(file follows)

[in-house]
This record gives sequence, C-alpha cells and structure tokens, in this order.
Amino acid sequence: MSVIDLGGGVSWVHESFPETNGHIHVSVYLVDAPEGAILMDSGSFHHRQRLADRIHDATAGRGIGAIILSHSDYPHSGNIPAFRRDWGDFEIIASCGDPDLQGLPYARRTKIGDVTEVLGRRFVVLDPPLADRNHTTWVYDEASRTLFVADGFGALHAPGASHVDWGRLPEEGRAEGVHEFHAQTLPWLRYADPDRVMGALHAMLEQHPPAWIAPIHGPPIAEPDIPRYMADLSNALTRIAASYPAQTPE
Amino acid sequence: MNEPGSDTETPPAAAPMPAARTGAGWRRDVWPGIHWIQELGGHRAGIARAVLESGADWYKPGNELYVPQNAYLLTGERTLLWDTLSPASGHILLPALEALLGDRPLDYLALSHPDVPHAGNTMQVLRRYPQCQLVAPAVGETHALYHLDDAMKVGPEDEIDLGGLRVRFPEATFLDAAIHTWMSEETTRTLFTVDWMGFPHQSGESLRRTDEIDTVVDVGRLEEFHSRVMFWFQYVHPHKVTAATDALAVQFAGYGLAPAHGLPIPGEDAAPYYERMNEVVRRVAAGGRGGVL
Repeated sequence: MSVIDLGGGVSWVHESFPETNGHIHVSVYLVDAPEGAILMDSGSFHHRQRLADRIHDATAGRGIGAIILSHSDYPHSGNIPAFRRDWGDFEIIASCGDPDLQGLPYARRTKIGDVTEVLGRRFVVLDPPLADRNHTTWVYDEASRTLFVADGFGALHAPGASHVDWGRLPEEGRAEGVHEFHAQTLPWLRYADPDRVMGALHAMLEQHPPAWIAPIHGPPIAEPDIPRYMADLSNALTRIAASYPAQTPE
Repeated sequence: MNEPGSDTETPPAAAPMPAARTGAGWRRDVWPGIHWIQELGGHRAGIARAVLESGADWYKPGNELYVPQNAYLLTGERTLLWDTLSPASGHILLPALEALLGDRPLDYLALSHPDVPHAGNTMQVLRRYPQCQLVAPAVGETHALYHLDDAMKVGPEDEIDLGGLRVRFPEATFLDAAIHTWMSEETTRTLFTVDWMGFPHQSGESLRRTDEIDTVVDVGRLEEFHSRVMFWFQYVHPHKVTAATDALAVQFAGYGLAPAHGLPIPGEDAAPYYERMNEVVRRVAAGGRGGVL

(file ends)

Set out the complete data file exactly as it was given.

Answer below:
[in-house]
This record gives sequence, C-alpha cells and structure tokens, in this order.
Amino acid sequence: MSVIDLGGGVSWVHESFPETNGHIHVSVYLVDAPEGAILMDSGSFHHRQRLADRIHDATAGRGIGAIILSHSDYPHSGNIPAFRRDWGDFEIIASCGDPDLQGLPYARRTKIGDVTEVLGRRFVVLDPPLADRNHTTWVYDEASRTLFVADGFGALHAPGASHVDWGRLPEEGRAEGVHEFHAQTLPWLRYADPDRVMGALHAMLEQHPPAWIAPIHGPPIAEPDIPRYMADLSNALTRIAASYPAQTPE
Amino acid sequence: MNEPGSDTETPPAAAPMPAARTGAGWRRDVWPGIHWIQELGGHRAGIARAVLESGADWYKPGNELYVPQNAYLLTGERTLLWDTLSPASGHILLPALEALLGDRPLDYLALSHPDVPHAGNTMQVLRRYPQCQLVAPAVGETHALYHLDDAMKVGPEDEIDLGGLRVRFPEATFLDAAIHTWMSEETTRTLFTVDWMGFPHQSGESLRRTDEIDTVVDVGRLEEFHSRVMFWFQYVHPHKVTAATDALAVQFAGYGLAPAHGLPIPGEDAAPYYERMNEVVRRVAAGGRGGVL
Repeated sequence: MSVIDLGGGVSWVHESFPETNGHIHVSVYLVDAPEGAILMDSGSFHHRQRLADRIHDATAGRGIGAIILSHSDYPHSGNIPAFRRDWGDFEIIASCGDPDLQGLPYARRTKIGDVTEVLGRRFVVLDPPLADRNHTTWVYDEASRTLFVADGFGALHAPGASHVDWGRLPEEGRAEGVHEFHAQTLPWLRYADPDRVMGALHAMLEQHPPAWIAPIHGPPIAEPDIPRYMADLSNALTRIAASYPAQTPE
Repeated sequence: MNEPGSDTETPPAAAPMPAARTGAGWRRDVWPGIHWIQELGGHRAGIARAVLESGADWYKPGNELYVPQNAYLLTGERTLLWDTLSPASGHILLPALEALLGDRPLDYLALSHPDVPHAGNTMQVLRRYPQCQLVAPAVGETHALYHLDDAMKVGPEDEIDLGGLRVRFPEATFLDAAIHTWMSEETTRTLFTVDWMGFPHQSGESLRRTDEIDTVVDVGRLEEFHSRVMFWFQYVHPHKVTAATDALAVQFAGYGLAPAHGLPIPGEDAAPYYERMNEVVRRVAAGGRGGVL